Carbon rod, a graphite source, was extracted from used battery (Eveready 1.5 V, Indonesia). Sulfuric acid (Fluka, Germany) and perchloric acid (Fluka, Germany) were of analytical grade and diluted with ultrapure water to prepare 0.5 M and 0.1 M of the electrolytes, respectively. Dimethylformamide and 3,4-ethylenedioxythiophene (>97%, Sigma-Aldrich, Singapore) were used as received. Hexachloroplatinic (IV) acid hexahydrate (>99.99%, Sigma-Aldrich, Singapore) was dissolved in 0.5 M sulfuric acid. A solution of 0.1 M sulfuric acid was used as electrolyte for ethanol (Scharlau, Spain). All solutions were prepared using Milli-Q ultrapure water (Milli-Q SP-TOC; ≥18.2 MΩ cm−1) and sonicated to achieve homogeneous solution.
2.2. Electrochemical Exfoliation of Graphite to Produce Graphene Oxide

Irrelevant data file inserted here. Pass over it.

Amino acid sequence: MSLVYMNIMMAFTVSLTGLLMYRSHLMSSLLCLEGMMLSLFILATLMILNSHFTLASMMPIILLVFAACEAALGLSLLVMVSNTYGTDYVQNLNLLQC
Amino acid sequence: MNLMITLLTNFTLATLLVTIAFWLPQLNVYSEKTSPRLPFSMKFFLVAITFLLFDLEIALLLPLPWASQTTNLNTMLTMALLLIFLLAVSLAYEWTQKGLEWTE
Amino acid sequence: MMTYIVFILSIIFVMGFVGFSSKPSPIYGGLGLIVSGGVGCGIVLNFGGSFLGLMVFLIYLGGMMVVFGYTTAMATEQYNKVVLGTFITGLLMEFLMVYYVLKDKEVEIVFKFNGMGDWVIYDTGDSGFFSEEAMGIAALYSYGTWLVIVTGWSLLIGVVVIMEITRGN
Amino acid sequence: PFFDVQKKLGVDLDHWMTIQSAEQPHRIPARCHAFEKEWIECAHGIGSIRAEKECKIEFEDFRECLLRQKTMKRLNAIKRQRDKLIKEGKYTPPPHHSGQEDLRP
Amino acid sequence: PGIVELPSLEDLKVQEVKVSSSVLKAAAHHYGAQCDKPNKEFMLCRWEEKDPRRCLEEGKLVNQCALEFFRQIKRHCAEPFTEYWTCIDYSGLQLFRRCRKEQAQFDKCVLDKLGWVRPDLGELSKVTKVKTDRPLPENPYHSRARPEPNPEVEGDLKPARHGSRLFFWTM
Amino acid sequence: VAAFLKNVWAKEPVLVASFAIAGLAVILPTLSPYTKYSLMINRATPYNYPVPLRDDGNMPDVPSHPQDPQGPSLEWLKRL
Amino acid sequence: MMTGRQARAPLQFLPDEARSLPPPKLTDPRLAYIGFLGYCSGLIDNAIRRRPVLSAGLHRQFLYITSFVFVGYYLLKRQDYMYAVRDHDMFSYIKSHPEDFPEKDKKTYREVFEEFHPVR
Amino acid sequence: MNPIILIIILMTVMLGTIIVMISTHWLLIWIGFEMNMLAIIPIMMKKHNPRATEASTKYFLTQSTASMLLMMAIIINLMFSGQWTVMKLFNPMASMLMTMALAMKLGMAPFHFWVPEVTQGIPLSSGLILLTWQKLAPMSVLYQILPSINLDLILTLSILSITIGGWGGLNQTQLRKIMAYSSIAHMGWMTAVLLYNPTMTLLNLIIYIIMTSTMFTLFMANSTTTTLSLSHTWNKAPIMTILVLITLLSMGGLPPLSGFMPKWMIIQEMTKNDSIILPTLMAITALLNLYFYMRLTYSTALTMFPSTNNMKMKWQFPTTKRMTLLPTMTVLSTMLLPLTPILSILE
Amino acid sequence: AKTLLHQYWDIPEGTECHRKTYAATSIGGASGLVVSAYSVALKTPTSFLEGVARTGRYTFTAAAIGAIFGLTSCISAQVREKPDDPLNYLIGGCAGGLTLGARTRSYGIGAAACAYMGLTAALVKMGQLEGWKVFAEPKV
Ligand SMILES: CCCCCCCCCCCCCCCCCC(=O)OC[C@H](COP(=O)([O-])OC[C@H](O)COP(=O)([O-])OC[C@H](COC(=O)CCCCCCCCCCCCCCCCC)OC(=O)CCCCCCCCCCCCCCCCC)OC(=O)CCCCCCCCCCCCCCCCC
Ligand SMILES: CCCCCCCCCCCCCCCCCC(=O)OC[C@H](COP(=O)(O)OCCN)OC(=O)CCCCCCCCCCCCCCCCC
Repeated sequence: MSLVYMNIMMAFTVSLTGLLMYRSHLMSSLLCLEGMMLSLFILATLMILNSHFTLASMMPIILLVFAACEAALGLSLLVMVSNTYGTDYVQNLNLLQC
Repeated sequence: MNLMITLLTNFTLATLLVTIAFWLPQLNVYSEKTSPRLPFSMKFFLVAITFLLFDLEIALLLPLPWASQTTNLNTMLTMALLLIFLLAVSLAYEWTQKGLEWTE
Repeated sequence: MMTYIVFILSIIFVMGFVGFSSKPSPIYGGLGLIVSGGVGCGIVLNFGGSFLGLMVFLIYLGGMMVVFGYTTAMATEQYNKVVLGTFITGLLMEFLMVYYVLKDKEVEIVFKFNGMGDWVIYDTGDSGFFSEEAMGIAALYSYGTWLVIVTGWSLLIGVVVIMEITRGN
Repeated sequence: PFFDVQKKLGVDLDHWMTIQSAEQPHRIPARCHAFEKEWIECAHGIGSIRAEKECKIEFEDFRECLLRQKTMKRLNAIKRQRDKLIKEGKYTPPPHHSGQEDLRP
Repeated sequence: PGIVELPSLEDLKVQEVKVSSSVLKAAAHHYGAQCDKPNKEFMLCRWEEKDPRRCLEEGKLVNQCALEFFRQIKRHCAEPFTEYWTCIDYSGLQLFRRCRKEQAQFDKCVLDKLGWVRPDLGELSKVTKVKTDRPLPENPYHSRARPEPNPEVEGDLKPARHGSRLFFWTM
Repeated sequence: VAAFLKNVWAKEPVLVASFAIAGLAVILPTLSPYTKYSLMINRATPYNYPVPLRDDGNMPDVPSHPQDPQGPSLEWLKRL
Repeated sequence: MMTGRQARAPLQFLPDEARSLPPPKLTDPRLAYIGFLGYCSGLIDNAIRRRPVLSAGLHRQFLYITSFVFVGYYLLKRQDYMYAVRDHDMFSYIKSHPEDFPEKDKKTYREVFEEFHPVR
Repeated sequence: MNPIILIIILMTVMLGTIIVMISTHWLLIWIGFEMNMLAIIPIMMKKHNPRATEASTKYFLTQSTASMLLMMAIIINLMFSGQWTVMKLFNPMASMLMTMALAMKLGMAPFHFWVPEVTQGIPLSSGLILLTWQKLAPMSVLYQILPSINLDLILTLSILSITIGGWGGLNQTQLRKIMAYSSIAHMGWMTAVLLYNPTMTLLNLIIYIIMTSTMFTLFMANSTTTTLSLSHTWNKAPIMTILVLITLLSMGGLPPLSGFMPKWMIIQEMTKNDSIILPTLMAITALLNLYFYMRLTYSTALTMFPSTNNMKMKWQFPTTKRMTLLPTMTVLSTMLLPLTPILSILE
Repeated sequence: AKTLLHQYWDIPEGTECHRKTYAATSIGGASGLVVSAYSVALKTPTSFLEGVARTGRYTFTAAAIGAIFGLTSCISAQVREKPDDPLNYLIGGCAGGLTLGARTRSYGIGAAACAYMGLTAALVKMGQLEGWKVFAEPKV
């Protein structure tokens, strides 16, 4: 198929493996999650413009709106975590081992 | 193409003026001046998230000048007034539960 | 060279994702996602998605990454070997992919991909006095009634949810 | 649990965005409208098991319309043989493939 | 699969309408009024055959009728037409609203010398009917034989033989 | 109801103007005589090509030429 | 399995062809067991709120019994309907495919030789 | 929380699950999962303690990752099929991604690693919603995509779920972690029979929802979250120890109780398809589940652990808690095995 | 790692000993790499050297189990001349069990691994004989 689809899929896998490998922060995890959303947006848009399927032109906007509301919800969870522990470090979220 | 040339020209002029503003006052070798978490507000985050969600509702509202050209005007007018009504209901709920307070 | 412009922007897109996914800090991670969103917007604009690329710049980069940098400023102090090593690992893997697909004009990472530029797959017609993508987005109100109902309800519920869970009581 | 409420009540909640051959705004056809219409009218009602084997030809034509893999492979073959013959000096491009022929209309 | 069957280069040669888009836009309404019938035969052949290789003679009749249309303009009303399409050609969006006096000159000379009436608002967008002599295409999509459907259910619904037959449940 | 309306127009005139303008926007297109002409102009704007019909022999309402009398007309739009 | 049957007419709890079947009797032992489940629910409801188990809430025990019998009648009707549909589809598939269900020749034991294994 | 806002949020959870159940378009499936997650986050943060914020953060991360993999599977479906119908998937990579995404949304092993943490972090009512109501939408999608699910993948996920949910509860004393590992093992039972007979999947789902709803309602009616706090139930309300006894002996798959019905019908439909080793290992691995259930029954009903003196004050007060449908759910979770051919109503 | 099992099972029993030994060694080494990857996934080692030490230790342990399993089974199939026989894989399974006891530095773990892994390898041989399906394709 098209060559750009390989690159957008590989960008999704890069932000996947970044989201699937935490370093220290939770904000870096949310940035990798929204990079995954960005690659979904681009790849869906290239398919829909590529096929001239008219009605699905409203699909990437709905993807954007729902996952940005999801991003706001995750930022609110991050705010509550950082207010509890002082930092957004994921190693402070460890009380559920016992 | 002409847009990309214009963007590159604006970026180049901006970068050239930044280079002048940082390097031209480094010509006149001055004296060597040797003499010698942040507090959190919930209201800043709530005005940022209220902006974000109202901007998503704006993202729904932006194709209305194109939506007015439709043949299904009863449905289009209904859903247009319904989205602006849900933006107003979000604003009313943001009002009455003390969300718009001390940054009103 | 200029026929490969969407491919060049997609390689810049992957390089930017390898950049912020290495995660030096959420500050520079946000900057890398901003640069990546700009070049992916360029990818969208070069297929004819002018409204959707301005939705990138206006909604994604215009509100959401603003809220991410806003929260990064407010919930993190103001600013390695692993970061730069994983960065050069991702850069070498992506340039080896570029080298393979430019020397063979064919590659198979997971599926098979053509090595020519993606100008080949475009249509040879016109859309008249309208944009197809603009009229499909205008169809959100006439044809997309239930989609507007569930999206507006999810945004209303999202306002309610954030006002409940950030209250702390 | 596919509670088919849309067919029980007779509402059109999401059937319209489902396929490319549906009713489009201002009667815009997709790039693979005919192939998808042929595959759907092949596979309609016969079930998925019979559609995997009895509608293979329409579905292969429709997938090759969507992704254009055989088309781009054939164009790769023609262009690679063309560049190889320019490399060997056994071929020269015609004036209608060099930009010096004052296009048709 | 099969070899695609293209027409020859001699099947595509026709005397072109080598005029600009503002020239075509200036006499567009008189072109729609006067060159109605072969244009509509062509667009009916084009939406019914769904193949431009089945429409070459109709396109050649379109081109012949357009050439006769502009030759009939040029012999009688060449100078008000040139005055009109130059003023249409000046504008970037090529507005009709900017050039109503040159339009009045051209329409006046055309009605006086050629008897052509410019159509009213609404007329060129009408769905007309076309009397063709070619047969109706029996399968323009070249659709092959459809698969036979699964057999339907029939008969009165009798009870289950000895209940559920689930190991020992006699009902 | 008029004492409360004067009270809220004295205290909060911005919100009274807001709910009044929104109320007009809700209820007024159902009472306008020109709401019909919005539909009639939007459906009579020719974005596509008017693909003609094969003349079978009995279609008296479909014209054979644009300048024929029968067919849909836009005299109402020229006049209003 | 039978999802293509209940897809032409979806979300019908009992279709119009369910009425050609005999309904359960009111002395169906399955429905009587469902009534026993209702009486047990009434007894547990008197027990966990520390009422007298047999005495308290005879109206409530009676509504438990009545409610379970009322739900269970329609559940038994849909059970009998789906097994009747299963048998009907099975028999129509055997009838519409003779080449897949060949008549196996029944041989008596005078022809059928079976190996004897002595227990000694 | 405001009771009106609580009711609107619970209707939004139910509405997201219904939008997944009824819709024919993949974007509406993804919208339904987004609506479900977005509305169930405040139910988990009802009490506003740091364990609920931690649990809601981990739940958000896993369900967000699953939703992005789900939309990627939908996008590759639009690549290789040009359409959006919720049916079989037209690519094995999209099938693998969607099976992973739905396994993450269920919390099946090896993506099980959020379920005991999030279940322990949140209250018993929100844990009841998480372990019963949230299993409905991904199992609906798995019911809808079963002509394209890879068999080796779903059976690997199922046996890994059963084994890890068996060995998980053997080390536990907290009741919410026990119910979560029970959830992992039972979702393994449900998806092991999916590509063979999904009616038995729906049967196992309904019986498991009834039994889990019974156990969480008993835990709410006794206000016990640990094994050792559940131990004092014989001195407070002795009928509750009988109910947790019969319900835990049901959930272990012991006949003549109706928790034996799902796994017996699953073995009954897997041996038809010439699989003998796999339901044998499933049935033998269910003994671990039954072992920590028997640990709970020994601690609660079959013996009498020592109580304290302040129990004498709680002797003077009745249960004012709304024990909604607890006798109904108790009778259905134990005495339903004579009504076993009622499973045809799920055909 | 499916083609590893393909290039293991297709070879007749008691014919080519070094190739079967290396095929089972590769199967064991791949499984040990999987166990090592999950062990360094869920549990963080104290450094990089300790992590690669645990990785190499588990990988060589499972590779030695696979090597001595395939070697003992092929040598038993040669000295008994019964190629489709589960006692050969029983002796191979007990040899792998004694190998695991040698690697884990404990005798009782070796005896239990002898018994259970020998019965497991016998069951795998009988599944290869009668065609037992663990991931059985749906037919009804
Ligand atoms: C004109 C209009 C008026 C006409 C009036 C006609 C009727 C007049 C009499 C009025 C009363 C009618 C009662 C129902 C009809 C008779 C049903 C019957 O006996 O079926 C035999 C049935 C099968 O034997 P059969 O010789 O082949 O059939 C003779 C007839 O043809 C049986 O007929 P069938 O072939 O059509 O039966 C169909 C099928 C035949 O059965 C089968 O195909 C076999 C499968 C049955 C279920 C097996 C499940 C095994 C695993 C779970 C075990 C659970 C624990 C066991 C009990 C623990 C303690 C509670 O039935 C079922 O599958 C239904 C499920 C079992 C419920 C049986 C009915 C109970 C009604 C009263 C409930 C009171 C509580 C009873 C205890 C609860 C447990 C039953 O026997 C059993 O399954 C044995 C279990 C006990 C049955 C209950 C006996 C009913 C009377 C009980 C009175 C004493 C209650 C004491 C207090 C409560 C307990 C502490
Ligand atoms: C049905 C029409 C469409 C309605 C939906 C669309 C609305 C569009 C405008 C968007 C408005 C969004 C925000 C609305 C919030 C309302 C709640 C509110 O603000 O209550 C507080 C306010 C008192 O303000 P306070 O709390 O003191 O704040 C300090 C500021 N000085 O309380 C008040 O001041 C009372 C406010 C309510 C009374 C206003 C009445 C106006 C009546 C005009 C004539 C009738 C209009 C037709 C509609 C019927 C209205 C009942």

Electrochemical exfoliation of graphite was conducted using a power supply in a simple two-electrode cell. Carbon rod, a source of graphite, was first extracted from used battery (1.5 V Eveready), cleaned by soaking in 0.5 M H2SO4 for five (5) minutes, and rinsed with ultrapure water. The cleaning procedure was repeated until no visible redox peaks from 0.0 to 1.0 V (versus Ag/AgCl) are evident in the cyclic voltammetry in 0.1 M H2SO4 electrolyte. The clean carbon rod (anode) and platinum wire (cathode) were connected to the positive and negative terminal of the power supply, respectively, using alligator clips and conducting wires. The electrodes, separated with a horizontal distance of about 2.5 cm and with a length of about 1.0 cm in contact with the electrolyte, were immersed in 0.5 M H2SO4 electrolyte solution.